CBS and NBC to simulcast climactic NFL game

NEW YORK (Hollywood Reporter) - Saturday’s potentially historic football game between the New England Patriots and the New York Giants will be simulcast on both NBC and CBS under an unusual deal hammered out by the NFL Network.

New England Patriots quarterback Tom Brady looks during the fourth quarter of the NFL football game against the Miami Dolphins in Foxborough, Massachusetts December 23, 2007. REUTERS/Adam Hunger

If the Pats win the season finale, they will become the second team in NFL history to finish with a perfect regular-season record, 16-0. The 1972 Miami Dolphins finished the then-14-game regular season undefeated.

But Saturday’s game could have been unseen in large swathes of the country. The NFL Network is available in less than 40 percent of TV homes, and league officials have been feuding with cable operators over carriage terms. Political pressure has been applied to the league to make the game more widely available.

The full NFL Network telecast will be shown on both networks, which will pick up the production work, halftime show and booth calls of NFL Network broadcasters Cris Collinsworth and Bryant Gumbel.

Sources said the game also will be shown mainly with NFL Network commercials, providing a massive boost to the network’s advertisers by increasing by tens of millions the number of households that will see the ads. It’s possible that some local spots could be sold by network affiliates.

It was unclear whether CBS and NBC would be allowed to swap in their own in-game sponsorships or air their own pregame and postgame shows. No money is believed to have changed hands in the deal.

The pact essentially will have two broadcast networks showing the same programming in primetime. In several markets -- including New York, Boston and Manchester, N.H. -- the game will be seen on as many as four networks since it will be telecast on a local station, as previously planned, as well as on the NFL Network. The local New York station, WWOR, was reportedly unhappy about the new arrangement, saying that the NFL had violated its deal giving the station exclusive over-the-air rights for the area.

While the situation of having a game on so many networks is unusual, the NFL was believed to be in a position where they couldn’t really play favorites.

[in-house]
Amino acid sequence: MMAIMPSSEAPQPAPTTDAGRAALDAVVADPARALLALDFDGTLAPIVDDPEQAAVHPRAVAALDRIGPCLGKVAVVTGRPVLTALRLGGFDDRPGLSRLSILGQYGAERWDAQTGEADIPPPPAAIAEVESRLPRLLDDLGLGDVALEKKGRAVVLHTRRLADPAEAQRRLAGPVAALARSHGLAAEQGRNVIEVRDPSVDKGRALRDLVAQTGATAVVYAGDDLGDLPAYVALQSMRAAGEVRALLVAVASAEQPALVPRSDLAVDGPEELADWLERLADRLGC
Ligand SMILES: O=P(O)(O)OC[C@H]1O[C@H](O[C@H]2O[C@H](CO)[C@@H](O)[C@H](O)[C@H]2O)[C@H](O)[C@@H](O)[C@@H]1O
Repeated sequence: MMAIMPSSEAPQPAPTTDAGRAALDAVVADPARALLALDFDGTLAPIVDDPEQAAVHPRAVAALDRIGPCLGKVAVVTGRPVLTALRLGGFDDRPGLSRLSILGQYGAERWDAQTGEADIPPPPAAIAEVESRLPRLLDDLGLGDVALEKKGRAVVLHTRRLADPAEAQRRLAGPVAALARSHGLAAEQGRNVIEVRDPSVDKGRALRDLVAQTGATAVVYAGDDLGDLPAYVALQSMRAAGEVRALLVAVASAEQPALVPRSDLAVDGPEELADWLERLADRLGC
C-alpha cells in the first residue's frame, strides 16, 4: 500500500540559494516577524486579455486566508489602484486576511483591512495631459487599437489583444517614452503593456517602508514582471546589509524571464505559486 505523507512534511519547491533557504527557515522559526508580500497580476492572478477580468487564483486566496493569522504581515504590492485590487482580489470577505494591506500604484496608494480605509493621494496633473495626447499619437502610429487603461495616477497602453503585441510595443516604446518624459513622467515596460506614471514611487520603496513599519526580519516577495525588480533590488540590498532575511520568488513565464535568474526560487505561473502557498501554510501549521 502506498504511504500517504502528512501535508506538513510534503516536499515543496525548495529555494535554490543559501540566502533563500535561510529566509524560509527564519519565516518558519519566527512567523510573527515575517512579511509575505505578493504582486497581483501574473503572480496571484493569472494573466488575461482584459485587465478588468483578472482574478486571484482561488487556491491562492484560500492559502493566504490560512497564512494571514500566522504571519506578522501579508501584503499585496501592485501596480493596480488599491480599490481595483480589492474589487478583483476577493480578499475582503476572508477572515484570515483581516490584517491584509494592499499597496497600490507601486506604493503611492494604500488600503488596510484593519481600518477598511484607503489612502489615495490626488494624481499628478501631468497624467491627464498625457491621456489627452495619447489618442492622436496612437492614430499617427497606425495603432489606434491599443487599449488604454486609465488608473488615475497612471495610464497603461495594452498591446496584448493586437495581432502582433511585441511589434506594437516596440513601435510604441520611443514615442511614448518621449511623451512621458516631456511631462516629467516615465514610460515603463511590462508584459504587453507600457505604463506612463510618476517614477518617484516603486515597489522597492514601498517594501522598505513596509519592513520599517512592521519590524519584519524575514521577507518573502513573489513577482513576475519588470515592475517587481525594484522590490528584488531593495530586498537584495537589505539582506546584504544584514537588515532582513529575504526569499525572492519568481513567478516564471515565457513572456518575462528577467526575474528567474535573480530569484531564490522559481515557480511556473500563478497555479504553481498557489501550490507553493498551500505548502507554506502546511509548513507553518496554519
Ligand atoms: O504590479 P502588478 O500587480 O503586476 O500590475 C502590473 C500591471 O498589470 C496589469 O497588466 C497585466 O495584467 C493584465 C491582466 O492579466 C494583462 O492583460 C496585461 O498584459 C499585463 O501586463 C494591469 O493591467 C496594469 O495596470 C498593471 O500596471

Because the matchup at East Rutherford, N.J., is an away game for the AFC, it would have gone on CBS if it had been broadcast on a Sunday afternoon. NBC, for its part, would have had broadcast rights if the matchup had been a Sunday primetime game. So the NFL opted to make the Saturday primetime game available to both.

Sources said Fox, which also airs NFL games, had not been offered the contest. A Fox spokesman declined comment.

Cable operators have been ratcheting up the rhetoric against the NFL Network, and some fans could have blamed the network for not making the game available. But the move could have been a response to pressure from Capitol Hill. Sen. John Kerry, D-Mass., had called on the NFL Network to make a deal with over-the-air television, and other parties are thought to have exerted pressure behind the scenes.

Still, the deal is a boon for carriers; the NFL has been battling with such operators as Time Warner Cable and Charter, which have resisted making it part of their basic lineup, and the decision eliminates the possibility of customers putting pressure on operators.

“In light of the interest in this particular game, we are pleased that the NFL has made this decision,” Time Warner Cable spokeswoman Patricia Rockenwagner said.

A Charter representative declined comment.

At the same time, by making available one of the premier broadcasts to all over-the-air viewers, it threatens to strain lucrative deals that the NFL Network has signed with such carriers as Cox, DirecTV and Dish Network. DirecTV declined comment, while officials for Dish and Cox did not return messages seeking comment.

NFL commissioner Roger Goodell said “we have taken this extraordinary step because it is in the best interest of our fans” and an NFL Network spokesman called it “a one-time decision.”

Reuters/Hollywood Reporter